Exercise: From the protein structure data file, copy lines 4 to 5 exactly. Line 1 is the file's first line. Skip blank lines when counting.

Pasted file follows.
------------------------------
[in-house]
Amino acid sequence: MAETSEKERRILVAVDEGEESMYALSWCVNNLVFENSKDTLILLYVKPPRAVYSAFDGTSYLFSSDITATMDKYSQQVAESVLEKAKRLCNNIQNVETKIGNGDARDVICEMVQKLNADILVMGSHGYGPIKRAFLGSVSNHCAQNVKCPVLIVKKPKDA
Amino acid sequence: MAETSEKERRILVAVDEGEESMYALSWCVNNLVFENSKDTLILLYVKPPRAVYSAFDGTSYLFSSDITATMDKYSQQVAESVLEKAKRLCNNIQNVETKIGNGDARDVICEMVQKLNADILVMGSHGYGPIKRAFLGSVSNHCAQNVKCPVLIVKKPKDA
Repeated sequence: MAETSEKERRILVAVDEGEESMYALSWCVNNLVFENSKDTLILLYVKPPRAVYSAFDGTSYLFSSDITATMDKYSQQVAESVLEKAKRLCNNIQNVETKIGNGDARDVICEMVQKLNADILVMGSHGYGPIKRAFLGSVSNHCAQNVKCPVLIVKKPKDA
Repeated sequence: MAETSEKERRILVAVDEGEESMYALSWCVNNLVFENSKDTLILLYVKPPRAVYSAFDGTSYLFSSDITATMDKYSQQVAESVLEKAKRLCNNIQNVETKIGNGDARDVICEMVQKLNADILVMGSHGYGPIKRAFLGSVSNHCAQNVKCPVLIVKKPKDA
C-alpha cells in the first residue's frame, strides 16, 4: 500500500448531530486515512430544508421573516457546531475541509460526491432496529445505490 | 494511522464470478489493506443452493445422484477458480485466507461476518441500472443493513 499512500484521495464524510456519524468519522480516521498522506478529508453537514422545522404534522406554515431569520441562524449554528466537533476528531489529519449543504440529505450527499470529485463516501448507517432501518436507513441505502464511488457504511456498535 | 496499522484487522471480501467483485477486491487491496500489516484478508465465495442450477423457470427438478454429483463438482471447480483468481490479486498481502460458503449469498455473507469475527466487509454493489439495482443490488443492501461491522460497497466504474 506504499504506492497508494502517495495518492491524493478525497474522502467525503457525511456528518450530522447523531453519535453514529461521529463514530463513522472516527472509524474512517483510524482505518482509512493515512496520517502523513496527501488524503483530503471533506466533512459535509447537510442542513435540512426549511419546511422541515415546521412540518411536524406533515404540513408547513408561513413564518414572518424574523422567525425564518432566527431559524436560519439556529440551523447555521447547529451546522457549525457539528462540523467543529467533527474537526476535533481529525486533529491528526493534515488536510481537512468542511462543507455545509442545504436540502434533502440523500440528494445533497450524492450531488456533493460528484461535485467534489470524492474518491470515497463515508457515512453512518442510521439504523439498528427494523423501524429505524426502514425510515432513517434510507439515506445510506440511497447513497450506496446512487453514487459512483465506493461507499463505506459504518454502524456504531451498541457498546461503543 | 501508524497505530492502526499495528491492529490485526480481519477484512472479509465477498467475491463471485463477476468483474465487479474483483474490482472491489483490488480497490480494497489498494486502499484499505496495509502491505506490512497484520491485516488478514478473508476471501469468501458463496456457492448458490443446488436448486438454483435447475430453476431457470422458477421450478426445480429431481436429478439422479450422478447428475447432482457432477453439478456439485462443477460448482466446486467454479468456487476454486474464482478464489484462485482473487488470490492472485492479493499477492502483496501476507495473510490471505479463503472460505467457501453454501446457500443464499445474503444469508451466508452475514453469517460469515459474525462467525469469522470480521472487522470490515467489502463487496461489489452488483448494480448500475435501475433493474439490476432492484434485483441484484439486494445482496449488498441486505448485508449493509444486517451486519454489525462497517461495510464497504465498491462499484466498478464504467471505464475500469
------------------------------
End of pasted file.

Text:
Repeated sequence: MAETSEKERRILVAVDEGEESMYALSWCVNNLVFENSKDTLILLYVKPPRAVYSAFDGTSYLFSSDITATMDKYSQQVAESVLEKAKRLCNNIQNVETKIGNGDARDVICEMVQKLNADILVMGSHGYGPIKRAFLGSVSNHCAQNVKCPVLIVKKPKDA
Repeated sequence: MAETSEKERRILVAVDEGEESMYALSWCVNNLVFENSKDTLILLYVKPPRAVYSAFDGTSYLFSSDITATMDKYSQQVAESVLEKAKRLCNNIQNVETKIGNGDARDVICEMVQKLNADILVMGSHGYGPIKRAFLGSVSNHCAQNVKCPVLIVKKPKDA